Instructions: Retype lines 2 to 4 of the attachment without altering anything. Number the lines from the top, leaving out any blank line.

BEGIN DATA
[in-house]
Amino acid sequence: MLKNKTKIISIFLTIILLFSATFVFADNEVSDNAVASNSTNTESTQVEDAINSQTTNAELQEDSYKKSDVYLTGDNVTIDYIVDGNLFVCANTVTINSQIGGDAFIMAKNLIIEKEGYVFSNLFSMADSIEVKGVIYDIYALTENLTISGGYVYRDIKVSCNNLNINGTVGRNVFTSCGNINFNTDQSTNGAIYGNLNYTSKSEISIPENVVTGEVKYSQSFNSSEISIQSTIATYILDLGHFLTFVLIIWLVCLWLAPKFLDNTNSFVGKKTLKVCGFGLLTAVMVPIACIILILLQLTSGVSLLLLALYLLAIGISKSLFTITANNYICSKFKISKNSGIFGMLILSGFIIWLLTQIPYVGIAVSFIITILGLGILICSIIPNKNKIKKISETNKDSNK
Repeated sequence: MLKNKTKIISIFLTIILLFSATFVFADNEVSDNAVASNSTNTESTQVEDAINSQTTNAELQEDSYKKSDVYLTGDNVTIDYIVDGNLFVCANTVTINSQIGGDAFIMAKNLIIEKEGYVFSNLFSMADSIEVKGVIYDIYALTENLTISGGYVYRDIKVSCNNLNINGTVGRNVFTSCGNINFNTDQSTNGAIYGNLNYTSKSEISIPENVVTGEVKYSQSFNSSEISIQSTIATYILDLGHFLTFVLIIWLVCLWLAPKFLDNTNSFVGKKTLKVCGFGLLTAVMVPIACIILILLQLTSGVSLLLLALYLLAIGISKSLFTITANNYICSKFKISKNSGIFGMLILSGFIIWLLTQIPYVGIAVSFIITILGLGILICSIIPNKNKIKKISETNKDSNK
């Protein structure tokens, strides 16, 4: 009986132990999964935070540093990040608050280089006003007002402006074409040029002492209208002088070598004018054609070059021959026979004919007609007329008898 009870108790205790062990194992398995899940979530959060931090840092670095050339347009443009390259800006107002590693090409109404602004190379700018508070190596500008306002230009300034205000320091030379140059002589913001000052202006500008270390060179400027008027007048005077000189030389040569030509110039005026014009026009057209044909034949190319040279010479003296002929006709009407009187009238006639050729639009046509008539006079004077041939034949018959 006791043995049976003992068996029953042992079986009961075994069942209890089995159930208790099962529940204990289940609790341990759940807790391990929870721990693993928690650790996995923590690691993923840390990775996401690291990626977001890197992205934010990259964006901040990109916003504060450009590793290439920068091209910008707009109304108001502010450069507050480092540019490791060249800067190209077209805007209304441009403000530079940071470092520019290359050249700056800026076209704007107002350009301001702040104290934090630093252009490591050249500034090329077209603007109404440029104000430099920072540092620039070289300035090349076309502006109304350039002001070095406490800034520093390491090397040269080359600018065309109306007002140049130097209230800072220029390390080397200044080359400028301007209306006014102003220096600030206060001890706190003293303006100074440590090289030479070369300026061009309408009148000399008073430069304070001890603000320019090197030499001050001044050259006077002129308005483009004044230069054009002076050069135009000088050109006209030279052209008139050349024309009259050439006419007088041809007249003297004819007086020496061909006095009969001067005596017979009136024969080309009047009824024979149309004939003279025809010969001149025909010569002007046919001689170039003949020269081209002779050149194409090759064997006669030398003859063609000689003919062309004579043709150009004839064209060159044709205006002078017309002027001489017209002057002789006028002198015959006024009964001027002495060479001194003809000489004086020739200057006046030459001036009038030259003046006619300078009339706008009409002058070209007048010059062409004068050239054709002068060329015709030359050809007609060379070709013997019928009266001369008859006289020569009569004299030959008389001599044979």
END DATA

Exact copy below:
Amino acid sequence: MLKNKTKIISIFLTIILLFSATFVFADNEVSDNAVASNSTNTESTQVEDAINSQTTNAELQEDSYKKSDVYLTGDNVTIDYIVDGNLFVCANTVTINSQIGGDAFIMAKNLIIEKEGYVFSNLFSMADSIEVKGVIYDIYALTENLTISGGYVYRDIKVSCNNLNINGTVGRNVFTSCGNINFNTDQSTNGAIYGNLNYTSKSEISIPENVVTGEVKYSQSFNSSEISIQSTIATYILDLGHFLTFVLIIWLVCLWLAPKFLDNTNSFVGKKTLKVCGFGLLTAVMVPIACIILILLQLTSGVSLLLLALYLLAIGISKSLFTITANNYICSKFKISKNSGIFGMLILSGFIIWLLTQIPYVGIAVSFIITILGLGILICSIIPNKNKIKKISETNKDSNK
Repeated sequence: MLKNKTKIISIFLTIILLFSATFVFADNEVSDNAVASNSTNTESTQVEDAINSQTTNAELQEDSYKKSDVYLTGDNVTIDYIVDGNLFVCANTVTINSQIGGDAFIMAKNLIIEKEGYVFSNLFSMADSIEVKGVIYDIYALTENLTISGGYVYRDIKVSCNNLNINGTVGRNVFTSCGNINFNTDQSTNGAIYGNLNYTSKSEISIPENVVTGEVKYSQSFNSSEISIQSTIATYILDLGHFLTFVLIIWLVCLWLAPKFLDNTNSFVGKKTLKVCGFGLLTAVMVPIACIILILLQLTSGVSLLLLALYLLAIGISKSLFTITANNYICSKFKISKNSGIFGMLILSGFIIWLLTQIPYVGIAVSFIITILGLGILICSIIPNKNKIKKISETNKDSNK
């Protein structure tokens, strides 16, 4: 009986132990999964935070540093990040608050280089006003007002402006074409040029002492209208002088070598004018054609070059021959026979004919007609007329008898 009870108790205790062990194992398995899940979530959060931090840092670095050339347009443009390259800006107002590693090409109404602004190379700018508070190596500008306002230009300034205000320091030379140059002589913001000052202006500008270390060179400027008027007048005077000189030389040569030509110039005026014009026009057209044909034949190319040279010479003296002929006709009407009187009238006639050729639009046509008539006079004077041939034949018959 006791043995049976003992068996029953042992079986009961075994069942209890089995159930208790099962529940204990289940609790341990759940807790391990929870721990693993928690650790996995923590690691993923840390990775996401690291990626977001890197992205934010990259964006901040990109916003504060450009590793290439920068091209910008707009109304108001502010450069507050480092540019490791060249800067190209077209805007209304441009403000530079940071470092520019290359050249700056800026076209704007107002350009301001702040104290934090630093252009490591050249500034090329077209603007109404440029104000430099920072540092620039070289300035090349076309502006109304350039002001070095406490800034520093390491090397040269080359600018065309109306007002140049130097209230800072220029390390080397200044080359400028301007209306006014102003220096600030206060001890706190003293303006100074440590090289030479070369300026061009309408009148000399008073430069304070001890603000320019090197030499001050001044050259006077002129308005483009004044230069054009002076050069135009000088050109006209030279052209008139050349024309009259050439006419007088041809007249003297004819007086020496061909006095009969001067005596017979009136024969080309009047009824024979149309004939003279025809010969001149025909010569002007046919001689170039003949020269081209002779050149194409090759064997006669030398003859063609000689003919062309004579043709150009004839064209060159044709205006002078017309002027001489017209002057002789006028002198015959006024009964001027002495060479001194003809000489004086020739200057006046030459001036009038030259003046006619300078009339706008009409002058070209007048010059062409004068050239054709002068060329015709030359050809007609060379070709013997019928009266001369008859006289020569009569004299030959008389001599044979």